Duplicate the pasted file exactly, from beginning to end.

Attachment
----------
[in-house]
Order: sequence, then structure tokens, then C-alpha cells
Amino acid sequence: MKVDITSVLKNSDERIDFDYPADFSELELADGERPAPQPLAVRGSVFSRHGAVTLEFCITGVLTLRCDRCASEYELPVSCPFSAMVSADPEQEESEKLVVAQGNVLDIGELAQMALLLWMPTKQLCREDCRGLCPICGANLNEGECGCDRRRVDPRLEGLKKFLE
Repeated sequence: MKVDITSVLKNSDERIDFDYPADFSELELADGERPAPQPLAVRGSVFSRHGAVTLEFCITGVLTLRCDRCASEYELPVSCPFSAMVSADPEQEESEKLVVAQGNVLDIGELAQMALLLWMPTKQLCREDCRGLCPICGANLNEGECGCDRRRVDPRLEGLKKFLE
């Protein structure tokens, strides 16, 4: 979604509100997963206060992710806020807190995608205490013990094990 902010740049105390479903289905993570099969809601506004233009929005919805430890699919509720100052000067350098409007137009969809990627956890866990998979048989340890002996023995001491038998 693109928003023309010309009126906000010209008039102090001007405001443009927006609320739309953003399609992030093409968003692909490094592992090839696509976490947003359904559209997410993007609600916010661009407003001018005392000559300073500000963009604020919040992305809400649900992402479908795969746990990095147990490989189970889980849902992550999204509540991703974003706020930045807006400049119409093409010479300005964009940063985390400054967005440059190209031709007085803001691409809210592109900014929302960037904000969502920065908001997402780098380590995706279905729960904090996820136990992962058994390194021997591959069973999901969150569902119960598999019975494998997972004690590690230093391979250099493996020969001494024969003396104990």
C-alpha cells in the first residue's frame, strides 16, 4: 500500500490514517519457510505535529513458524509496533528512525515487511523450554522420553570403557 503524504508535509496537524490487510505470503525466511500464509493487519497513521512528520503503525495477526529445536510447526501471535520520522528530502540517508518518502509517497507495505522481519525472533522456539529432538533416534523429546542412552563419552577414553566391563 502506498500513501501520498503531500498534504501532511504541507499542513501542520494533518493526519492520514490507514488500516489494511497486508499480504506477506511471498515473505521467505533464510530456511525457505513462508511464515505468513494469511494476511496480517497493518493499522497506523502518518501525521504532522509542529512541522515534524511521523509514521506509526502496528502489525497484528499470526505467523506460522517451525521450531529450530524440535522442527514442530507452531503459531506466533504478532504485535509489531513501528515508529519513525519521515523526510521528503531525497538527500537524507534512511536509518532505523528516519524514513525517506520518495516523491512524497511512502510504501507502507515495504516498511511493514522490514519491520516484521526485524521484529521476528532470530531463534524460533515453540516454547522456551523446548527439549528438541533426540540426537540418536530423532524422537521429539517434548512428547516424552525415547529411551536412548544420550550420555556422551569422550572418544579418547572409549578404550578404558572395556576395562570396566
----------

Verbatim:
[in-house]
Order: sequence, then structure tokens, then C-alpha cells
Amino acid sequence: MKVDITSVLKNSDERIDFDYPADFSELELADGERPAPQPLAVRGSVFSRHGAVTLEFCITGVLTLRCDRCASEYELPVSCPFSAMVSADPEQEESEKLVVAQGNVLDIGELAQMALLLWMPTKQLCREDCRGLCPICGANLNEGECGCDRRRVDPRLEGLKKFLE
Repeated sequence: MKVDITSVLKNSDERIDFDYPADFSELELADGERPAPQPLAVRGSVFSRHGAVTLEFCITGVLTLRCDRCASEYELPVSCPFSAMVSADPEQEESEKLVVAQGNVLDIGELAQMALLLWMPTKQLCREDCRGLCPICGANLNEGECGCDRRRVDPRLEGLKKFLE
């Protein structure tokens, strides 16, 4: 979604509100997963206060992710806020807190995608205490013990094990 902010740049105390479903289905993570099969809601506004233009929005919805430890699919509720100052000067350098409007137009969809990627956890866990998979048989340890002996023995001491038998 693109928003023309010309009126906000010209008039102090001007405001443009927006609320739309953003399609992030093409968003692909490094592992090839696509976490947003359904559209997410993007609600916010661009407003001018005392000559300073500000963009604020919040992305809400649900992402479908795969746990990095147990490989189970889980849902992550999204509540991703974003706020930045807006400049119409093409010479300005964009940063985390400054967005440059190209031709007085803001691409809210592109900014929302960037904000969502920065908001997402780098380590995706279905729960904090996820136990992962058994390194021997591959069973999901969150569902119960598999019975494998997972004690590690230093391979250099493996020969001494024969003396104990």
C-alpha cells in the first residue's frame, strides 16, 4: 500500500490514517519457510505535529513458524509496533528512525515487511523450554522420553570403557 503524504508535509496537524490487510505470503525466511500464509493487519497513521512528520503503525495477526529445536510447526501471535520520522528530502540517508518518502509517497507495505522481519525472533522456539529432538533416534523429546542412552563419552577414553566391563 502506498500513501501520498503531500498534504501532511504541507499542513501542520494533518493526519492520514490507514488500516489494511497486508499480504506477506511471498515473505521467505533464510530456511525457505513462508511464515505468513494469511494476511496480517497493518493499522497506523502518518501525521504532522509542529512541522515534524511521523509514521506509526502496528502489525497484528499470526505467523506460522517451525521450531529450530524440535522442527514442530507452531503459531506466533504478532504485535509489531513501528515508529519513525519521515523526510521528503531525497538527500537524507534512511536509518532505523528516519524514513525517506520518495516523491512524497511512502510504501507502507515495504516498511511493514522490514519491520516484521526485524521484529521476528532470530531463534524460533515453540516454547522456551523446548527439549528438541533426540540426537540418536530423532524422537521429539517434548512428547516424552525415547529411551536412548544420550550420555556422551569422550572418544579418547572409549578404550578404558572395556576395562570396566